Rough Science

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BBC Two (ended 2005)

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6.9
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Rough Science

Show Summary

Rough Science takes five scientists to a remote location where they are set challenges to be undertaken with only basic equipment and whatever they can find or extract from the local environment, although a few special items are sometimes provided. US publicity called it "Survivor meets Junkyard Wars", though Rough Science actually went into production before Survivor. From a British point of view, the show fits into a similar niche to that occupied by the 1980s ratings-winners The Great Egg Race and Now Get Out Of That!, as well as belonging to BBC2's portfolio of "popular science" shows alongside such hits as What The Romans Did For Us and Hollywood Science. The scientists who take on the challenges cover most of the major specializations; the regular team comprises a chemist, a physicist, a botanist, an engineer and a geologist. Rough Science demonstrates how different specialisms can come together to solve scientific problems - or, conversely, how a problem can be solved from more than one angle. What rivalry exists among the scientists is purely of the friendly kind, in fact it's obvious that they're all good friends and their camaraderie is one of the things that makes Rough Science such a success. The team's challenges have thus far always taken place somewhere very hot or very cold. The first series took the original team - including Anna Lewington and Vanessa Griffths, who do not appear in the later series - to a secret island location, and their first task was to work out where in the world they were. For the second series, American Ellen McCallie replaced Lewington as the team's resident botanist, and Kathy Sykes also made her debut, around the same time that she began presenting another series from the same stable, Ever Wondered About Food?. This time the setting was a Caribbean island and the tasks were more technology-based. The third series was a complete contrast. The same team were sent to New Zealand, where they were set tasks on a gold-mining theme. Amid spectacular glaciers, they were set the challenge of finding enough gold to make a piece of jewelery, with four of the six episodes dedicated almost entirely toward this goal. Having used numerous different approaches to find gold (including a search for "buried treasure"!), the team eventually achieved their goal, and the pendant they made was given away in a competition on the Rough Science website. For the fourth series, it was back into the heat. Based near a NASA testing ground on the edge of Death Valley, the team (now including geologist Iain Stewart) faced a series of challenges on the theme of space exploration, with high points including Ellen's "moonwalk" in a spacesuit built from scrap material, and a closing rocket-building challenge with a memorable finale. Note that when shown in the USA, the first two series were combined into one, with the order swapped round so that the second series episodes appeared first. The third and fourth series were similarly combined into a single, 12-episode series when they appeared in the USA the following year. Jonathan Hare's website provided details of filming dates for the various series.moreless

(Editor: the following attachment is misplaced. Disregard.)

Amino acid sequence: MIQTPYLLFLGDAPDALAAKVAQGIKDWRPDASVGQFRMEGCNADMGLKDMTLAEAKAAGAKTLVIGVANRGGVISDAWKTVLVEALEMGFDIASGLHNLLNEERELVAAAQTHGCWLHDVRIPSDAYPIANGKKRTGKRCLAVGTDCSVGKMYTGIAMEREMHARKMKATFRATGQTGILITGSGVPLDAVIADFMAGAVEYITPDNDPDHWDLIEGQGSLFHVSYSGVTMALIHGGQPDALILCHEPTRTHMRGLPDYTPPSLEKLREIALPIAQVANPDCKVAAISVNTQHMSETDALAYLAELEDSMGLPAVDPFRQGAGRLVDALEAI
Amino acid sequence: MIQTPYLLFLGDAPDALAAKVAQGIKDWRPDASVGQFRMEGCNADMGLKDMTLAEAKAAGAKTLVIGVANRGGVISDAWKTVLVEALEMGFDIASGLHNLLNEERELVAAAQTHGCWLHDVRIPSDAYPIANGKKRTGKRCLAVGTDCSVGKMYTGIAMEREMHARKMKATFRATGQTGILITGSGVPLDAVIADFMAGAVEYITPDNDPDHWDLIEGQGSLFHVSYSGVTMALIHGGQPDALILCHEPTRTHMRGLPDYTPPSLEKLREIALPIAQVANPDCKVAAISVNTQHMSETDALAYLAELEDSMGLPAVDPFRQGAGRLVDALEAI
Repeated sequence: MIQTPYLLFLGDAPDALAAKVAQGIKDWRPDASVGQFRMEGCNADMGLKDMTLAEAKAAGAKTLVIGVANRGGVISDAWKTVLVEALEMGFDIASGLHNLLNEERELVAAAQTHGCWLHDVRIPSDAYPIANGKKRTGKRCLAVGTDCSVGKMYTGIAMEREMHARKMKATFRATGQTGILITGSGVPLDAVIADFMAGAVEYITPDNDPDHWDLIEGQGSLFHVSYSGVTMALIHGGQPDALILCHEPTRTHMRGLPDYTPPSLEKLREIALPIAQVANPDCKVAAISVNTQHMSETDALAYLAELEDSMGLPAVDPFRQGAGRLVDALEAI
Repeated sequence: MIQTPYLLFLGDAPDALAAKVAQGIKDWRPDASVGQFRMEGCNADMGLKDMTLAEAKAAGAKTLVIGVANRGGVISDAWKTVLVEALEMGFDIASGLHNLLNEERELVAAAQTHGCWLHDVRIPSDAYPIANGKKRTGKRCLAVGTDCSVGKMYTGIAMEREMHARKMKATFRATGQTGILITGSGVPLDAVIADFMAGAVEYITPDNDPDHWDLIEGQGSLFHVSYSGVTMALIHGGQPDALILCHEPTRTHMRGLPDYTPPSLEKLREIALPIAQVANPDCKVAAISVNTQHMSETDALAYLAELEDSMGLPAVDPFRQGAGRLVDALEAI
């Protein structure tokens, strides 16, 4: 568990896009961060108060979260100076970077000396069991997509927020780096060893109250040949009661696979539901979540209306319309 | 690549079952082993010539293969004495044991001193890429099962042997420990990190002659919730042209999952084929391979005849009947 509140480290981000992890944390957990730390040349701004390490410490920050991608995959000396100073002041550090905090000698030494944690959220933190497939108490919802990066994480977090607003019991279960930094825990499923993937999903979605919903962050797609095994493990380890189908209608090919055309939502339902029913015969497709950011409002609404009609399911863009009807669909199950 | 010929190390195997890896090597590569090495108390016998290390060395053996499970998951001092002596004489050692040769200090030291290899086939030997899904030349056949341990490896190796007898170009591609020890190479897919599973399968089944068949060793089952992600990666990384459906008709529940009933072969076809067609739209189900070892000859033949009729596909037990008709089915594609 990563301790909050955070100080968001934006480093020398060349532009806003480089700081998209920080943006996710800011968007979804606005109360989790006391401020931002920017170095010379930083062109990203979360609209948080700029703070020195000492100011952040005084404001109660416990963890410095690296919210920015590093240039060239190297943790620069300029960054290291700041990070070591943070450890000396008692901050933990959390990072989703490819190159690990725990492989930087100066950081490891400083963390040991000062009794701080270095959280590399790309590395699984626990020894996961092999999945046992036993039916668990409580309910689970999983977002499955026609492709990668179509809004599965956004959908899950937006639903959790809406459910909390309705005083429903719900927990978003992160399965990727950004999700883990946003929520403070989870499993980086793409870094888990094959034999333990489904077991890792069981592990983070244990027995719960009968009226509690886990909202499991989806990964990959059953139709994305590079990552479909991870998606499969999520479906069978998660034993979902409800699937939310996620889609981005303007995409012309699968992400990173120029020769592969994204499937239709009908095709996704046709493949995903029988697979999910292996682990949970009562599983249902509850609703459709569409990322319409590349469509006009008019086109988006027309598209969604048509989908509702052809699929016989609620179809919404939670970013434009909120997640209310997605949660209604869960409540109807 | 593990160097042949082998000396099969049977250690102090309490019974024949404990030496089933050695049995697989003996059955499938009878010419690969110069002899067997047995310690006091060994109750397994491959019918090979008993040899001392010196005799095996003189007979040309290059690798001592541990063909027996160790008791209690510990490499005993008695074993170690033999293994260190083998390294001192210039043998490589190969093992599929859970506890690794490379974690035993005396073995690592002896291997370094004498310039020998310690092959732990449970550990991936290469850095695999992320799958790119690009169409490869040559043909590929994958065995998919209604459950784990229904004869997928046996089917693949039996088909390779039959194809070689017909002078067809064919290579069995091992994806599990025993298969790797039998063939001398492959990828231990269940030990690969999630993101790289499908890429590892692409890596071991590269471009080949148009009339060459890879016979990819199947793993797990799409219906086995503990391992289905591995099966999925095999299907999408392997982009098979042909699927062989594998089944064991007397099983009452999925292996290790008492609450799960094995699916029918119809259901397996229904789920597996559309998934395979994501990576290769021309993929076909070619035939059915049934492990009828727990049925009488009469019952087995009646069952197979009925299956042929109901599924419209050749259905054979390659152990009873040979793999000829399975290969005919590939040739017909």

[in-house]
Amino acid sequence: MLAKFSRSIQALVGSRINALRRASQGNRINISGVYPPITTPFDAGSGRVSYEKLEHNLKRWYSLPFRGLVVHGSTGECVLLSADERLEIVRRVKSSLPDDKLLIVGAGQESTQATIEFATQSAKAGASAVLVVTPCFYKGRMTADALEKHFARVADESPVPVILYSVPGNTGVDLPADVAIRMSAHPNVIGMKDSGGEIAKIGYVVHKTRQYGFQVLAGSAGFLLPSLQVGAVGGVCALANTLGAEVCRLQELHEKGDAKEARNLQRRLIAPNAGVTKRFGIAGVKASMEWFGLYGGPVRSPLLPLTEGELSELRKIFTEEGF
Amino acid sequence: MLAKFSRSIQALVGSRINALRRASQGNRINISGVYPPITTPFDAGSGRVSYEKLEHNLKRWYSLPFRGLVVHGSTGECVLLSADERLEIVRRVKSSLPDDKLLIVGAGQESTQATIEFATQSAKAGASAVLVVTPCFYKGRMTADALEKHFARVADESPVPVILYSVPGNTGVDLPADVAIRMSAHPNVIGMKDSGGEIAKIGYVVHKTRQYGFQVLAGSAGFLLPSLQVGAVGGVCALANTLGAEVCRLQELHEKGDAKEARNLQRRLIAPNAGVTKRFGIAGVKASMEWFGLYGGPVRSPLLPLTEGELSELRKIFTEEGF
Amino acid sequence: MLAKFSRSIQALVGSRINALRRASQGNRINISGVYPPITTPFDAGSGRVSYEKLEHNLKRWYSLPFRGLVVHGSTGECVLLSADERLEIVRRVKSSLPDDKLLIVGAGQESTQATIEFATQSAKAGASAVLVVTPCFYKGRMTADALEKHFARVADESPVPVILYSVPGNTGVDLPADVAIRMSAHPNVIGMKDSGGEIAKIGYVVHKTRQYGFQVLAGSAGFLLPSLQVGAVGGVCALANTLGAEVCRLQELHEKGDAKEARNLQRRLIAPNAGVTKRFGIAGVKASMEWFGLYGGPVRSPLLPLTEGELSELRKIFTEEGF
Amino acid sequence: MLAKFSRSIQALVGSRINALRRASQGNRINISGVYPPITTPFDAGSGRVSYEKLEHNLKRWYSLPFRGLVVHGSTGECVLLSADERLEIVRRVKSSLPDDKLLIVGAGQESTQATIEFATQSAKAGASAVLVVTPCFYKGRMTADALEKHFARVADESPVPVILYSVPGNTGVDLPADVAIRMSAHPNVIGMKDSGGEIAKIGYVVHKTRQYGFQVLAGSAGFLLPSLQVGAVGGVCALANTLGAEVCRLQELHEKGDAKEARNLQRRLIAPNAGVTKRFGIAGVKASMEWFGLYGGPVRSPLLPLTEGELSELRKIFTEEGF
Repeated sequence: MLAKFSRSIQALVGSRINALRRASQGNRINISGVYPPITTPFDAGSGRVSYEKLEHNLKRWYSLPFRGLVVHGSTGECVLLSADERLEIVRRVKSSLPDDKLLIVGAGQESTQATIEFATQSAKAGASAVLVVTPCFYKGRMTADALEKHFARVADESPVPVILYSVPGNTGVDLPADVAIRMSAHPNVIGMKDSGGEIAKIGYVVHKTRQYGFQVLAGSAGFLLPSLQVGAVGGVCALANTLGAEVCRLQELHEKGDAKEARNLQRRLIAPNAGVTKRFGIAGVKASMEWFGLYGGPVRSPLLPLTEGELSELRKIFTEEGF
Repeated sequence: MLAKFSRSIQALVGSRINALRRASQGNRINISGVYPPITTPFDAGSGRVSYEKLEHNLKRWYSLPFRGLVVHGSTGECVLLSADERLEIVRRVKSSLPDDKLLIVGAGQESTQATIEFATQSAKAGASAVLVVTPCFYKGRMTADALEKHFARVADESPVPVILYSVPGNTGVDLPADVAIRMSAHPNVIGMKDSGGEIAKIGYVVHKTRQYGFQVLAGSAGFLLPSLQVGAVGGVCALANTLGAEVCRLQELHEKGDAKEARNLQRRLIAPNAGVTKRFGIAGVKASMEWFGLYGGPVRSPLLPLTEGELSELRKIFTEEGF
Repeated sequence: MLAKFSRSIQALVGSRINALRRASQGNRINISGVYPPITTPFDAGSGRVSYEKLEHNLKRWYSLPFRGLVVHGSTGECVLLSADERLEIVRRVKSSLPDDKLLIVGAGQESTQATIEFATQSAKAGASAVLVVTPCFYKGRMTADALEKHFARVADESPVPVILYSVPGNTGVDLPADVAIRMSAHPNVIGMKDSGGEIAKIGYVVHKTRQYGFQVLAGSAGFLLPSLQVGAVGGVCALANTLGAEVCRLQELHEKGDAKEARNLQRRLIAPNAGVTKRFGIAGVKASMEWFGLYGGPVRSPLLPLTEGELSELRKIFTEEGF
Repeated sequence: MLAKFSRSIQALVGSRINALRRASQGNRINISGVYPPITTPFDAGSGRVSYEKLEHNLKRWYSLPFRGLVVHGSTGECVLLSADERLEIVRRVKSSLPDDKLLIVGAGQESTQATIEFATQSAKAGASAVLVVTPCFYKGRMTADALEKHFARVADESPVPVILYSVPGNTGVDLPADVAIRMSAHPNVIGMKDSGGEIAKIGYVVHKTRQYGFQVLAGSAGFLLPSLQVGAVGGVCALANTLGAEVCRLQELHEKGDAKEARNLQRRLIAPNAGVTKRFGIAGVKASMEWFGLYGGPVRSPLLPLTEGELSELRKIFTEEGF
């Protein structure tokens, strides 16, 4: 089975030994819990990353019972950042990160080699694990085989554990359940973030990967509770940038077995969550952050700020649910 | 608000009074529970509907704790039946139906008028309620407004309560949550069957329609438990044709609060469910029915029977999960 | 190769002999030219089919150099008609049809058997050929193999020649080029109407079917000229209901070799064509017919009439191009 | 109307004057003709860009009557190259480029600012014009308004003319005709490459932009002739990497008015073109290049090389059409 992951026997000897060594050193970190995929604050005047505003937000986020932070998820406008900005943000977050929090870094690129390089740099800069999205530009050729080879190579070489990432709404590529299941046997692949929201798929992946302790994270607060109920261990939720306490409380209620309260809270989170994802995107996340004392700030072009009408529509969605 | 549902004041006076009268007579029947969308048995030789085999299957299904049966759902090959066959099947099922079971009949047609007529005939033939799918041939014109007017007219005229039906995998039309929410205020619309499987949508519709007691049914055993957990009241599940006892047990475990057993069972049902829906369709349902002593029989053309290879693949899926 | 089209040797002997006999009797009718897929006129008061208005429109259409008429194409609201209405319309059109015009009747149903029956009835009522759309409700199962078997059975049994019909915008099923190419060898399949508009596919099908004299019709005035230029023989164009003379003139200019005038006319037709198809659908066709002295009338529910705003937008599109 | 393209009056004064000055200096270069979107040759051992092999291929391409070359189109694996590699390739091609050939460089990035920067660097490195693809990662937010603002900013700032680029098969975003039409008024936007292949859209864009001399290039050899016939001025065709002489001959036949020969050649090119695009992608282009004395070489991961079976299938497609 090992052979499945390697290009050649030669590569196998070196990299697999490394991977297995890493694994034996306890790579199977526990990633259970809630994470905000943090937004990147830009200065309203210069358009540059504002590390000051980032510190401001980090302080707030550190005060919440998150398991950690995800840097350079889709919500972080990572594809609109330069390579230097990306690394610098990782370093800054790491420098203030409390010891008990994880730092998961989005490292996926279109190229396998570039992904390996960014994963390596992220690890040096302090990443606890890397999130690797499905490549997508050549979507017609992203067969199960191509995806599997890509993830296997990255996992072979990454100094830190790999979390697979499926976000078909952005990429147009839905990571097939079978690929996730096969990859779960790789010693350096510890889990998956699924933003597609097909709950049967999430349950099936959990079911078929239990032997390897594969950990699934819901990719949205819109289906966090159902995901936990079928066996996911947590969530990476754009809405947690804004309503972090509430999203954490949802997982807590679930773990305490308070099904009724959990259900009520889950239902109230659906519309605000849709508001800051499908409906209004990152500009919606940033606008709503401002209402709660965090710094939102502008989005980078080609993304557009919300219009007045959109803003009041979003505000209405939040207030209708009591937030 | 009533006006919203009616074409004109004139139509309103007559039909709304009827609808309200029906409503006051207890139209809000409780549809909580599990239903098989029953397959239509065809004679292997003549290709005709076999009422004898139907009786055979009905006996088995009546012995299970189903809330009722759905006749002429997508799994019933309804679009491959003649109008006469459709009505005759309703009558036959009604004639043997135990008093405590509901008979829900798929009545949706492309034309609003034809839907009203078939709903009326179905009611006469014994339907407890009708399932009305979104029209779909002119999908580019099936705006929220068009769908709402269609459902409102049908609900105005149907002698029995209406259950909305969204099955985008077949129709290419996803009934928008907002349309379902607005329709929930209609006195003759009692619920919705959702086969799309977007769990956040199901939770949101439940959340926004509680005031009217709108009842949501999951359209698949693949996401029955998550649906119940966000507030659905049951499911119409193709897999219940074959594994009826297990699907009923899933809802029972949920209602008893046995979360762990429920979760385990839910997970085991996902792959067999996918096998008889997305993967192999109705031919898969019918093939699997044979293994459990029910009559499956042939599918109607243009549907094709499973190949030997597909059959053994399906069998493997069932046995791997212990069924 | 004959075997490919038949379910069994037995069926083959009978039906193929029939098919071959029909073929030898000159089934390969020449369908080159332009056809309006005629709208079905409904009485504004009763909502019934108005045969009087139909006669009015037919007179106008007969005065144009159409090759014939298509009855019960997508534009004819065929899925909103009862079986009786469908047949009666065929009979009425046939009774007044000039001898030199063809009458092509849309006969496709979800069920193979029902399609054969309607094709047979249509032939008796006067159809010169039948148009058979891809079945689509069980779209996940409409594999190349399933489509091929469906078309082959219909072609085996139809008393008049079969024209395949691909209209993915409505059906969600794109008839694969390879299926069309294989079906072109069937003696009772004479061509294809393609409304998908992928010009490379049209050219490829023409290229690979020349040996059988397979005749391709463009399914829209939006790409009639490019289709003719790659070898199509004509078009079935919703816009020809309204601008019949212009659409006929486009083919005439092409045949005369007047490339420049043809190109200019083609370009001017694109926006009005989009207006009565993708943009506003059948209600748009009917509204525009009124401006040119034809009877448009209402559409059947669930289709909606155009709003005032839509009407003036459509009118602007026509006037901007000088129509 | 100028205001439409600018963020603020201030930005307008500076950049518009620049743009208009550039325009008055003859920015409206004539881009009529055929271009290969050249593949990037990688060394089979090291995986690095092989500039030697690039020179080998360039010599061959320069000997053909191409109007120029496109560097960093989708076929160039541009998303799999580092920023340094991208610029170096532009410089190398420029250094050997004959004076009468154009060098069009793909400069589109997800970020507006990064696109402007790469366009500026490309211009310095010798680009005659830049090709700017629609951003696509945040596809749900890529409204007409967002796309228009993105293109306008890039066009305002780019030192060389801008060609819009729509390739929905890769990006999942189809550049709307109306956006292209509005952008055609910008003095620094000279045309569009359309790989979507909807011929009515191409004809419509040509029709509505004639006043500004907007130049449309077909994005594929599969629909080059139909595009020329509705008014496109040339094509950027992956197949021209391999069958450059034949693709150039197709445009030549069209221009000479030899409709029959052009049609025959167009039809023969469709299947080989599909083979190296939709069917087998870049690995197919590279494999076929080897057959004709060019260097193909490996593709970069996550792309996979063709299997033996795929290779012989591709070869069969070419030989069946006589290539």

Kate Humble

Kate Humble

Presenter

Kathy Sykes (II)

Kathy Sykes (II)

Herself (Series 2- )

Ellen McCallie

Ellen McCallie

Herself (Series 2- )

Mike Bullivant

Mike Bullivant

Himself (Series 1- )

Anna Lewington

Anna Lewington

Herself (Series 1)

Iain Stewart

Iain Stewart

Himself (Series 4)

Wednesday
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SUBMIT REVIEW
  • Fantastic science series

    10
    This is one of the few 'true' science series on television in my view. Rather than trying to be 'sensationalist' as many science programmes are (eg 'supervolcanoes' etc) it just looks at how science helps in our everyday lives, but in a novel way.



    A small group of scientists from various fields (eg physicists, biologists, chemists etc) are taken away from their labs and taken to a building in an 'out of the way' location. There they are given certain tasks by the host, Kate Humble. The tasks may be things such as 'work out where you are' or 'create a portable light source'. They have to solve these problems by using items they find around their location (usually they are based somewhere like a disused mine or something). They are often also given some items which may be useful or essential to solve the tasks.



    The scientists are good at explaining what they are doing and sometimes try to solve the same problem in more than one different way. They don't have all their normal equipment, so you may see Mike Bullivant (the usual chemist) boiling up animal dung in an iron pot over an open fire to extract some chemicals for one of his solutions to a problem.



    It's not presented in a 'teaching' way, but it does teach. And, strangely for many TV science programs, the scientists on it do seem to know what they're talking about most of the time!



    Well worth watching if you get the chance.moreless

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Categories

Game Show, Reality, Science